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Hearth Construction

Post in 'Classic Wood Stove Forums (prior to approx. 1993)' started by ironguy, Jan 9, 2013.

  1. ironguy

    ironguy New Member

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    Hi Everyone. I'm in the midst of designing a hearth for an Aurora wood stove we recently purchased, and I have a few questions I'm hoping you can help me with. I'm thinking to make both the horizontal pad and the vertical heat shield from brick. So the vertical shield would essentially be a brick wall, with a 1" air space behind it. I'm curious if others have done this? I've read that the top and either the sides or bottom have to be open to promote air movement. Which method have you done and liked or disliked? I'm not sure I'd like how the wall would look with a visible 1" space behind it; but I'm not sure either that I'd feel real good about a freestanding brick wall that doesn't even have a full course of bricks across its bottom. I was thinking you could possibly do something to conceal the gap if you left the sides open; but I'm still working that out.

    Thanks a bunch for any thoughts or suggestions.

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  2. DAKSY

    DAKSY Patriot Guard Rider Staff Member

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    I wouldn't have a free standing brick wall in my home. I'd mount metal 2x4s, 3.5" side on the wall & screw concrete board to them leaving the 1" air gap top & bottom, but that gap would only be BETWEEN the studs, so the concrete board would be notched, & the studs hidden. Then I'd mount masonry strap anchors to the concrete board so that every 4th or 5th course of brick was actually secured to the wall. The sides can be closed in with brick.
    ScotO likes this.
  3. BobUrban

    BobUrban Minister of Fire

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    I did mine with 1/2" furring strips screwed to the wall at studs and 1/2" duro rock over that. You cannot see the gap except at the open end to the left under the TV and I added oak trim over there. Somewhat crude but it was the look I was after with 100+yr old pavers that once lined the streets of Owosso Michigan. I left a brick out at the bottom/back under the step wall devided for future OAK if I decided I wanted to try one but so far all is good w/o it.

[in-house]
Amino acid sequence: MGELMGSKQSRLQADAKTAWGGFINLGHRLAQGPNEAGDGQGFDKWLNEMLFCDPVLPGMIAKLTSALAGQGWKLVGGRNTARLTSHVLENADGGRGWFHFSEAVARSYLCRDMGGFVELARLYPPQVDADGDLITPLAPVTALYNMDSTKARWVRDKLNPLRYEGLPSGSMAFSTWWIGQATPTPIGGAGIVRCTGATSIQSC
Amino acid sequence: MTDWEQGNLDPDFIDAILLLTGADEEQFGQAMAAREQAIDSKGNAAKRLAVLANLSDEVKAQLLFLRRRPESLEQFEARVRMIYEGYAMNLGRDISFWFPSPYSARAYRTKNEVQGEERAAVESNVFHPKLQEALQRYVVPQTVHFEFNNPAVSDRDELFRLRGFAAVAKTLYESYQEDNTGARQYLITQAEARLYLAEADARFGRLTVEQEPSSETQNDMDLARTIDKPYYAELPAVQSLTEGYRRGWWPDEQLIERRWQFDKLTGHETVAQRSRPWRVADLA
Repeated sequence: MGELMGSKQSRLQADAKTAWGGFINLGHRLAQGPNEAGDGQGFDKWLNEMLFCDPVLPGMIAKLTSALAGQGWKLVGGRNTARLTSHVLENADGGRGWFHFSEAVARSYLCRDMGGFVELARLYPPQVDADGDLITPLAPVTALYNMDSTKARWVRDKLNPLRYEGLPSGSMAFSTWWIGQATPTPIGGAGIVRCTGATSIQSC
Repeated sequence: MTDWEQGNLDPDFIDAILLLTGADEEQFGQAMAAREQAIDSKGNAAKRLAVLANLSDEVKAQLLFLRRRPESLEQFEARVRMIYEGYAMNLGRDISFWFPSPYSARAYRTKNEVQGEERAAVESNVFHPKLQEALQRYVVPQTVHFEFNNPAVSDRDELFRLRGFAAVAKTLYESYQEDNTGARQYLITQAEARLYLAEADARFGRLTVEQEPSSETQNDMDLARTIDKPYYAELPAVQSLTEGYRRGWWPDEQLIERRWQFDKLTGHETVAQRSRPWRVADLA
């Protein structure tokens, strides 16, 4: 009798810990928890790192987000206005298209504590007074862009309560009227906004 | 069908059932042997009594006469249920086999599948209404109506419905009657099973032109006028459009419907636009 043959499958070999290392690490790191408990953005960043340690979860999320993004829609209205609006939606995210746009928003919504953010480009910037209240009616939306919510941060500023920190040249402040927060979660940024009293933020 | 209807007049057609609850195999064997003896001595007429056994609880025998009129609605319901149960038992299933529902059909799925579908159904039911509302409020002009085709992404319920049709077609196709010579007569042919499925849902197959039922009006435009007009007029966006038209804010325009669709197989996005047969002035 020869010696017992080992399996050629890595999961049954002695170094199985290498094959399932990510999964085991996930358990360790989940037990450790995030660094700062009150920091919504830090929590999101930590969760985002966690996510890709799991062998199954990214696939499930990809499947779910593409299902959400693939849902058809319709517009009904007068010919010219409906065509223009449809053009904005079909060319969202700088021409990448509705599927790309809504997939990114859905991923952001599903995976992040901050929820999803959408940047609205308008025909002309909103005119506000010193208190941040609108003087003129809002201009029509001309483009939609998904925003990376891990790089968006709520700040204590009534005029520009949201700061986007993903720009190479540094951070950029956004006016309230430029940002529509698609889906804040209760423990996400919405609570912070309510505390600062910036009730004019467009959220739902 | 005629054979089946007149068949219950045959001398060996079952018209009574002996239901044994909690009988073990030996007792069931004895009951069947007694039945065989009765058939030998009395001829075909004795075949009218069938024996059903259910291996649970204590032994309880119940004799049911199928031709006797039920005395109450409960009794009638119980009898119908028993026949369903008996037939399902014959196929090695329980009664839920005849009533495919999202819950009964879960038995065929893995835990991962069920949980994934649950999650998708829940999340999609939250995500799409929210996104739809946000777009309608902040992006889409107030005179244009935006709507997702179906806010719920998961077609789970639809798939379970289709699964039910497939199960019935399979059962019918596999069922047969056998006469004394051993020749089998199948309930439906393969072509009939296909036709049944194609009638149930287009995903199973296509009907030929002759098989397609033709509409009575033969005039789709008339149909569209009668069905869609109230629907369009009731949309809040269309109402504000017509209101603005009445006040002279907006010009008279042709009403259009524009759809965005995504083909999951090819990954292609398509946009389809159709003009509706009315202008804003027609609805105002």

stove 004.JPG
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  4. ironguy

    ironguy New Member

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    Thanks for the input guys.

    I like the idea with the metal studs---that, plus the space spanned by the metal ties, could make a rather natural width for bricks to fill in along the sides. I'm not sure I completely understand the notching out of the cement board, though----you'd have spaces and bricks staggered, then, along that bottom course, to let air in to the cavities between the studs? Is that correct? Could you just mount the cement board to the metal studs up high enough to create space for the air to enter without having to notch the board out?

    Bob U., I like your setup. Is your stovepipe a double walled pipe? Or how did you work that with the clearance for the pipe, up where there's no heat shield.

    Thanks again.
    Andrew
  5. DAKSY

    DAKSY Patriot Guard Rider Staff Member

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  6. BobUrban

    BobUrban Minister of Fire

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    Yes - DBL wall Dura Vent. I did use tie backs in the morter for the bricks. Although I am glad I did it is probably overkill on a wall that short. The bricks I used are 10lbs a piece 4x4x9 solid.